Home News Singaporean stands up to bigot who harassed Filipino family at Changi Airport

Singaporean stands up to bigot who harassed Filipino family at Changi Airport

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Jennifer Anne Champion took to Facebook to share how she stood up to a racist at Changi Airport. Jennifer was waiting for her partner at the Arrival Hall of Terminal 2 last Tuesday when a Chinese Singaporean man in his forties who was waiting next to her berated a visitor.

For some reason the man got angry with a Filipino woman who exited at the arrival gate and greeted her family by ducking under the rail to hug a child.

“No hugging here. Can you see? This is Singapore. Go hug outside,” the man said rudely. Even then, the man in the Filipino family replied calmly to the bigot, “You could have said that nicely.”

To which the Singaporean answered, “this is Singapore. You Filipinos, go back to the Philippines. This is Singapore.”

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This was when Jennifer confronted the racist, telling him that she was ashamed of his words as a fellow Singaporean. The man however refused to respond to Jennifer.

See More HERE.

Just in case you can’t see Jennifer’s post, this is what she said.


The time was about 6.20pm, Tuesday 10th January, Changi Airport Terminal 2 Arrivals, gateway nearest to belt 36.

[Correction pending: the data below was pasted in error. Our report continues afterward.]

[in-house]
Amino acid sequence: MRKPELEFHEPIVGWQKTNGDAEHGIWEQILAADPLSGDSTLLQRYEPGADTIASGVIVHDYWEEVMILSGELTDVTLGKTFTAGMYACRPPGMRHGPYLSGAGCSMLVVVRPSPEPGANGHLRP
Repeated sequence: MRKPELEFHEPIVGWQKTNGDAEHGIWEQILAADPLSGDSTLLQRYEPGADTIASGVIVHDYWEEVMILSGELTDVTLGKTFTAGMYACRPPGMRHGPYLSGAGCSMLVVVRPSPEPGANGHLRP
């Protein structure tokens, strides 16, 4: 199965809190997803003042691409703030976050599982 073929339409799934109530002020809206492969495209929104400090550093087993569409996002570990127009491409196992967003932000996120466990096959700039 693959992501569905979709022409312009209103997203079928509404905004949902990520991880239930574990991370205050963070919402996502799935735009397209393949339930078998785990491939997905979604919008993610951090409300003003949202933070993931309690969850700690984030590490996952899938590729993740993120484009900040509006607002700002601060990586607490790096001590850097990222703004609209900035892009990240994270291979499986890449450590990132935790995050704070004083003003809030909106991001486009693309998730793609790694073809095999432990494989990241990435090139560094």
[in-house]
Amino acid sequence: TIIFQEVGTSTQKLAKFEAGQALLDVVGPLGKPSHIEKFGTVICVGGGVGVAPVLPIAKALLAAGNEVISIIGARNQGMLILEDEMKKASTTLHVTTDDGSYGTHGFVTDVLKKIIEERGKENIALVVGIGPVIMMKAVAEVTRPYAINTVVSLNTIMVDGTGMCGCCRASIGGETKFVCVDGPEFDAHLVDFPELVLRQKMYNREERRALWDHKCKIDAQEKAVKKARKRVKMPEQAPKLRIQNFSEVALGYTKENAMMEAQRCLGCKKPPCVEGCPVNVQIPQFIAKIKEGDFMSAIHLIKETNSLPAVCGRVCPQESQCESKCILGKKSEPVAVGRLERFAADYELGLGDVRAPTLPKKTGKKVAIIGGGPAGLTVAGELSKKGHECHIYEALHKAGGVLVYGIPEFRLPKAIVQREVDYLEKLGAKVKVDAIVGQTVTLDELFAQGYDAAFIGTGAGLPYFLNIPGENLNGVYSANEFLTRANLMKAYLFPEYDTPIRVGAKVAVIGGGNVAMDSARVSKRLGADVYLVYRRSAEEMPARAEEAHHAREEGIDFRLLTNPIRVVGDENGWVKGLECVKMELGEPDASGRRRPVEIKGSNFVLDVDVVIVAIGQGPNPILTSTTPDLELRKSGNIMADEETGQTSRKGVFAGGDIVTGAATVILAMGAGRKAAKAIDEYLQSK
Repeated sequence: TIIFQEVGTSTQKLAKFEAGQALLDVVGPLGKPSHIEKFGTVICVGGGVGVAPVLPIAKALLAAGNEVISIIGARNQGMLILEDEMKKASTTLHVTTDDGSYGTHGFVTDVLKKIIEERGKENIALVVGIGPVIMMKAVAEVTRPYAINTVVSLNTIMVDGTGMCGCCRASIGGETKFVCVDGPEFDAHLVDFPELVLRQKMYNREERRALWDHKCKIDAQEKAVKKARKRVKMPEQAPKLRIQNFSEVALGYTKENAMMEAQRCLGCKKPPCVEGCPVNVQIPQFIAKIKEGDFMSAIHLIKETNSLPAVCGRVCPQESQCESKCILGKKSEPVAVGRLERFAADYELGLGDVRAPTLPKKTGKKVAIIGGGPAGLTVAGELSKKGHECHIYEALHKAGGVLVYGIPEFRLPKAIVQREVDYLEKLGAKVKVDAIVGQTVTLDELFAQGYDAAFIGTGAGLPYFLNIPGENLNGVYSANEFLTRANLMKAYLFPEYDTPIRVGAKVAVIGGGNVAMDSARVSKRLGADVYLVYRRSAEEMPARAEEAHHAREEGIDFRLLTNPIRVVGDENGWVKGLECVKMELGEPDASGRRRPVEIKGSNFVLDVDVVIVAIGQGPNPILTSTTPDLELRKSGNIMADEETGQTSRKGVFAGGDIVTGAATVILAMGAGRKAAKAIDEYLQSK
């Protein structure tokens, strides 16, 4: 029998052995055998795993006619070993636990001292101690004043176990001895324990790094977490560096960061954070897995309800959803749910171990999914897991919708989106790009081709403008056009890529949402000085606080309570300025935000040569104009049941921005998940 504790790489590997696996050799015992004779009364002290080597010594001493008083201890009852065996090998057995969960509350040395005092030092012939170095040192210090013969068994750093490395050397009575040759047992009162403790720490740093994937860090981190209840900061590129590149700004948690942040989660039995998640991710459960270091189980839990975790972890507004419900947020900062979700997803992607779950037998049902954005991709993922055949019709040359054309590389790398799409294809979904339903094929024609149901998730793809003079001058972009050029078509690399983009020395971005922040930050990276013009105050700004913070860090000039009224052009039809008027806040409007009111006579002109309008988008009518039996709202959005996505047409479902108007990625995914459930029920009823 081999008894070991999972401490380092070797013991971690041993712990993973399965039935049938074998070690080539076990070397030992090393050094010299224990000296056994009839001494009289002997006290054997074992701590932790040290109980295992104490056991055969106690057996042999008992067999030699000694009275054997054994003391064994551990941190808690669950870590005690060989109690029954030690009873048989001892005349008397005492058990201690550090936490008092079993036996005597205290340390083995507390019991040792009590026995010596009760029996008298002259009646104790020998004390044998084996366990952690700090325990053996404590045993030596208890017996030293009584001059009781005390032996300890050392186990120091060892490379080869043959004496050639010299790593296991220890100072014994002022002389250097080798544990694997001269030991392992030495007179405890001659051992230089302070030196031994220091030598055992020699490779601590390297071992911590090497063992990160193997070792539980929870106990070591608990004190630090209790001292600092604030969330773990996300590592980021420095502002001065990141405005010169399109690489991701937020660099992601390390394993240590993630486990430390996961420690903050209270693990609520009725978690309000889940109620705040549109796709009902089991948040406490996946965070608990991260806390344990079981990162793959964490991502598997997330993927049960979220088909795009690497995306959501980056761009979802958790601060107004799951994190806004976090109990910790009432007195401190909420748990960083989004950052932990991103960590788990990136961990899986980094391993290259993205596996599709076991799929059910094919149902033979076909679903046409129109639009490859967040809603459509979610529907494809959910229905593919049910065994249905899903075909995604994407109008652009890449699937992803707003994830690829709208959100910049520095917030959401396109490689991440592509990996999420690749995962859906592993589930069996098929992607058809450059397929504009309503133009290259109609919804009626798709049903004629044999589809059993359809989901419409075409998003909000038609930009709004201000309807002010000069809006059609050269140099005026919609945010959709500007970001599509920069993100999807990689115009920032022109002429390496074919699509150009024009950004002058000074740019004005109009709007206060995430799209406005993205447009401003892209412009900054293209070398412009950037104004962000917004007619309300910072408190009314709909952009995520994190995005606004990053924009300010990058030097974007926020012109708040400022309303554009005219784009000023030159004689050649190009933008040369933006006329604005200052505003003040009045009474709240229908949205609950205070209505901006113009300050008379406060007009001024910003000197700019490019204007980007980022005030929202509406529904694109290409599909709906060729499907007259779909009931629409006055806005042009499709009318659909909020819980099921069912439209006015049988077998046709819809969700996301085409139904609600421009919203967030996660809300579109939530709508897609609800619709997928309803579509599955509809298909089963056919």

I was standing next to you, bespectacled Chinese man in your forties, sky blue polo shirt, with a large non-apple smartphone. I didn’t mean to pry, but on your screen – the ID of an Asian woman you seemed to be waiting for.

People poured in from their flights, a number of them European because belt 36 was now mostly delivering the bags of the passengers of a connector from Zurich. Some families. A few stray non-whites. Streams and lulls.

Then, in such a lull, a woman, Asian like you and me, passes the glass doors and is welcomed by a family on your left; a man, woman and child happy to see her here, finally. The child ducks under the rail to hug her like the ending of Love Actually.

Sky blue polo man, at first we all think that you are muttering something innocent. Because you literally lean into this welcome which lasts all of ten seconds, to say something incomprehensible so that the ladies are still smiling at you thinking you must be a kind stranger. Perhaps you noticed something that needed correcting. Fallen baggage?